Knit Your Own Dog
The Second Litter
As knitting becomes increasingly popular, it has branched beyond garments and blankets. Knitting toys and oddities, such as Japanese-style amigurumi—small and whimsical knit or crocheted people and objects—is on the rise. Combine that trend with the number of people who both own and love dogs, and Knit Your Own Dog: The Second Litter finds its niche.
Sally Muir and Joanna Osborne’s second installment of Knit Your Own Dog offers knitters twenty-five more patterns for common dog breeds. The book builds on the author’s first volume, released in 2011, and adds to their expanding catalog, which also includes Knit Your Own Cat, released in 2012. The dog breeds featured here are categorized following familiar dog club standards: toy, utility, terriers, sporting, and working. Among the featured breeds are common favorites, like golden retrievers and beagles, as well as more unique dogs, like the Chinese crested dog and Bedlington terrier.
Each pattern includes a broad picture of the finished knitted toy and a brief history of the breed before moving into pattern details and up-close pictures. The patterns cover measurements, materials, each section of the dog, and finishing construction. All common knitting directions are utilized. The patterns are clear and easy to follow, though too advanced for a beginning knitter. Knitting instructions are included at the back of the book, but they serve mostly as reminders for experienced knitters, not guides for learning. Also included at the volume’s end are hints and tips for sewing all parts of the toys together.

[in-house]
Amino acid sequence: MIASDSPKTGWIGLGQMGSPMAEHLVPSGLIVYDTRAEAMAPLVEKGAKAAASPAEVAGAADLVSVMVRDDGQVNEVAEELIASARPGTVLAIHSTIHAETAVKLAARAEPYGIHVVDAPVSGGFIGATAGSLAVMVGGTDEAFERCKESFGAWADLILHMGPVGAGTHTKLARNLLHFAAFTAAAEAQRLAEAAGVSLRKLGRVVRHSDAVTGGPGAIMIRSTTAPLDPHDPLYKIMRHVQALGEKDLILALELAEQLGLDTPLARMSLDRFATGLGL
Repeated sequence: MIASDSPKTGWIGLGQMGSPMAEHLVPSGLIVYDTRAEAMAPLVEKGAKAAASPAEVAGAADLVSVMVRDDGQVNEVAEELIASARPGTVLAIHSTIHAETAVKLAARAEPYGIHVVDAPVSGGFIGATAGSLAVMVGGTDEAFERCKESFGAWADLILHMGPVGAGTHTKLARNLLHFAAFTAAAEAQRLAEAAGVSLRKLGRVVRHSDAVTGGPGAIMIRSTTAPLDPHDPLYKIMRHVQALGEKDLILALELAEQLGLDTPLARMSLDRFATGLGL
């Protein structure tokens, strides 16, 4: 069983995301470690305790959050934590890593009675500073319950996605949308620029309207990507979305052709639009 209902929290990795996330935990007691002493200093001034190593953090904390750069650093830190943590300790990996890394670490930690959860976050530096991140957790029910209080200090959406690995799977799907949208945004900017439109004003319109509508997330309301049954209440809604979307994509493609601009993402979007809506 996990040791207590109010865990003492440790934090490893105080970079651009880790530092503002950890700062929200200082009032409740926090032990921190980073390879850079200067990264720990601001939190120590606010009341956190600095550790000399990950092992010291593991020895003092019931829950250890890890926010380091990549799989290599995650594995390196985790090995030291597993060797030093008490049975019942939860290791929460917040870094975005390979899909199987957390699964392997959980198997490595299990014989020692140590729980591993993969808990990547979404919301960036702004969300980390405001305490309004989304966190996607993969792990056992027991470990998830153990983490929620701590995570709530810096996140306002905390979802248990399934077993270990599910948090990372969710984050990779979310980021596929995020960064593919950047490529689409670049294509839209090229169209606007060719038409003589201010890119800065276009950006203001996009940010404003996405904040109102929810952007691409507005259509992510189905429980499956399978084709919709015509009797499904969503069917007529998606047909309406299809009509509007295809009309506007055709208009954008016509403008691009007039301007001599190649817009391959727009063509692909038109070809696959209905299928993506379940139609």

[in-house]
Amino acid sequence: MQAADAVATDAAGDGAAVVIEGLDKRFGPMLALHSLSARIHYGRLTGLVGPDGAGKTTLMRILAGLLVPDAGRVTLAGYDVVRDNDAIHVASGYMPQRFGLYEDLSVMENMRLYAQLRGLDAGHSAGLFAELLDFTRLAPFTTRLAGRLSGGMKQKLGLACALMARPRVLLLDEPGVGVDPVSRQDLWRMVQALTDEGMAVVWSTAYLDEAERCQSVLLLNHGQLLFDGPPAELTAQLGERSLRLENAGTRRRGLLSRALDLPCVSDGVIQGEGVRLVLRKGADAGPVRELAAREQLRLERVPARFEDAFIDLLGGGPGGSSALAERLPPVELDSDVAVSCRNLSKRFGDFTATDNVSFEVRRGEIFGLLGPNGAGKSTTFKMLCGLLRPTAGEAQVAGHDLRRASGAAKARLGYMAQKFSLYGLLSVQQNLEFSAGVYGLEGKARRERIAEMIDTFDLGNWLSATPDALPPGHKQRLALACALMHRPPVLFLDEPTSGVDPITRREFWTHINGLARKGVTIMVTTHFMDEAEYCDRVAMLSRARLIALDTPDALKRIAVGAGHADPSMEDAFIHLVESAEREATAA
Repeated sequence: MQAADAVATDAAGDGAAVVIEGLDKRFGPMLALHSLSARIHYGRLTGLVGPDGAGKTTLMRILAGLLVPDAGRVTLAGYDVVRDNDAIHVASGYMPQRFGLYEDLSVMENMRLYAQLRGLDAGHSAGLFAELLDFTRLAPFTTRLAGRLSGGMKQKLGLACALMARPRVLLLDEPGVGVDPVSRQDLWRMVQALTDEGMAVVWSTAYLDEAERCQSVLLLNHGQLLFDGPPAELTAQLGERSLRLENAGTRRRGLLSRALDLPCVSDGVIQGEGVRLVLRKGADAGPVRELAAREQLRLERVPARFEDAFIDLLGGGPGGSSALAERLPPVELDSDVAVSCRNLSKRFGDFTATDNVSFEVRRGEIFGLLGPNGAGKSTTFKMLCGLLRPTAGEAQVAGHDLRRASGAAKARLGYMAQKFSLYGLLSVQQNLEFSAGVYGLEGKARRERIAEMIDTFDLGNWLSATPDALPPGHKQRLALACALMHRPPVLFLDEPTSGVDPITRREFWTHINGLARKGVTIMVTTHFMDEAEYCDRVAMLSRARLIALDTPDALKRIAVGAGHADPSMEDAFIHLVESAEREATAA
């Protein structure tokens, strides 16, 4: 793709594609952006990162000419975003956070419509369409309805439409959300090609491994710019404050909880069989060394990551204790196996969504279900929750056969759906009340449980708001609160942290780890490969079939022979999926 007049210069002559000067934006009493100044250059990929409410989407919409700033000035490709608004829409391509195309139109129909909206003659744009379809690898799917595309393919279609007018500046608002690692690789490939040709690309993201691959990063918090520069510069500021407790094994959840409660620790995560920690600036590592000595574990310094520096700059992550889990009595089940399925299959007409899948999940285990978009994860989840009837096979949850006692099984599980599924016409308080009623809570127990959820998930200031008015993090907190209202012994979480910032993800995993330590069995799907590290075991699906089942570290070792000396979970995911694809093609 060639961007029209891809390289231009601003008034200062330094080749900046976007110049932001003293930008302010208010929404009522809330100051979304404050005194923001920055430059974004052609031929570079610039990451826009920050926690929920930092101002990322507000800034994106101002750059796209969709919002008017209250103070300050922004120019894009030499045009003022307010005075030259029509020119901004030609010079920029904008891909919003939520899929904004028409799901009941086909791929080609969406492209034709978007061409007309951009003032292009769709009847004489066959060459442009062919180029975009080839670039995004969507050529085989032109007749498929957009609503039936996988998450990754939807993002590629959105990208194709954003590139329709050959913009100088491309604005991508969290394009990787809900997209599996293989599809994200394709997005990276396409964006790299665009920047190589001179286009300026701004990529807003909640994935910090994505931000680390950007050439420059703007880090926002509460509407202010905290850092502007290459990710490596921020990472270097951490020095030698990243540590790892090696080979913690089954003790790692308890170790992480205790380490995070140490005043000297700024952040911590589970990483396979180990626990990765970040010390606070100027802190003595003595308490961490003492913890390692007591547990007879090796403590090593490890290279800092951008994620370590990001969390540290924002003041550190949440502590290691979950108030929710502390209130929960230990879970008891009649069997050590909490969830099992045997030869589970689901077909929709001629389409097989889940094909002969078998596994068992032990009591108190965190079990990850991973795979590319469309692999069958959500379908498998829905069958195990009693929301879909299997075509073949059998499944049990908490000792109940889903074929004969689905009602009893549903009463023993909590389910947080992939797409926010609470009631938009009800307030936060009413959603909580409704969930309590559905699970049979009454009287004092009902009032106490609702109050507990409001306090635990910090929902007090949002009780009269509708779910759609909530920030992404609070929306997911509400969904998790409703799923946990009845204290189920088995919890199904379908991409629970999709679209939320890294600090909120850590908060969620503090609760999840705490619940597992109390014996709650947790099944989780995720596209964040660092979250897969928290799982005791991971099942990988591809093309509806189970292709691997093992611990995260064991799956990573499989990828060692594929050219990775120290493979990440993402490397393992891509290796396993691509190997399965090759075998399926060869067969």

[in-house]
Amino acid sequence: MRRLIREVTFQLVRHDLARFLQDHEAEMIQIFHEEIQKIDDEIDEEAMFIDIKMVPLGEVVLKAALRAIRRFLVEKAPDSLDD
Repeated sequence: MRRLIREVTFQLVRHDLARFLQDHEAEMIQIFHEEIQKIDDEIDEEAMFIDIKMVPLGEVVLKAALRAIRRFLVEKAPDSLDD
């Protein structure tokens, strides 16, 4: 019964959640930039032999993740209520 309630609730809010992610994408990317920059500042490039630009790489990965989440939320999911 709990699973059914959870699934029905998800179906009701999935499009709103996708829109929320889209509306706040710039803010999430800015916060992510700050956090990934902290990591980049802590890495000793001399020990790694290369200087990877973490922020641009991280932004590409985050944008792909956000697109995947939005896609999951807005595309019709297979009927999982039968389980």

Other than the brief descriptions of the breeds at the introduction of each pattern, little other narrative is featured. This book is meant to be utilized for the patterns, not necessarily read for pleasure. That said, the layout is beautiful, and the full-color pictures of each completed toy are rich and detailed. It has the look and feel of a book that could be set out to be flipped through when not being used to make the toys.
Although standard dog breeds are featured in the patterns, much of the book covers the variety of ways the dogs can be customized. The author’s suggest using larger needles and yarn for full-sized toys or adjusting colors, leg length, and hair styles to create more unique creations. Most patterns include ideas specific to that breed, such as how to add more wrinkles to the Shar Pei or changing markings on the Bernese Mountain Dog. In the end, the volume offers more than just the twenty-five dogs featured.
The products of these patterns can be used in many different ways. The authors point out the options, such as gifts for children and dog lovers or a reminder of a lost pet. The resulting toys are sure to be welcomed by all kinds of dog lovers and knitters alike.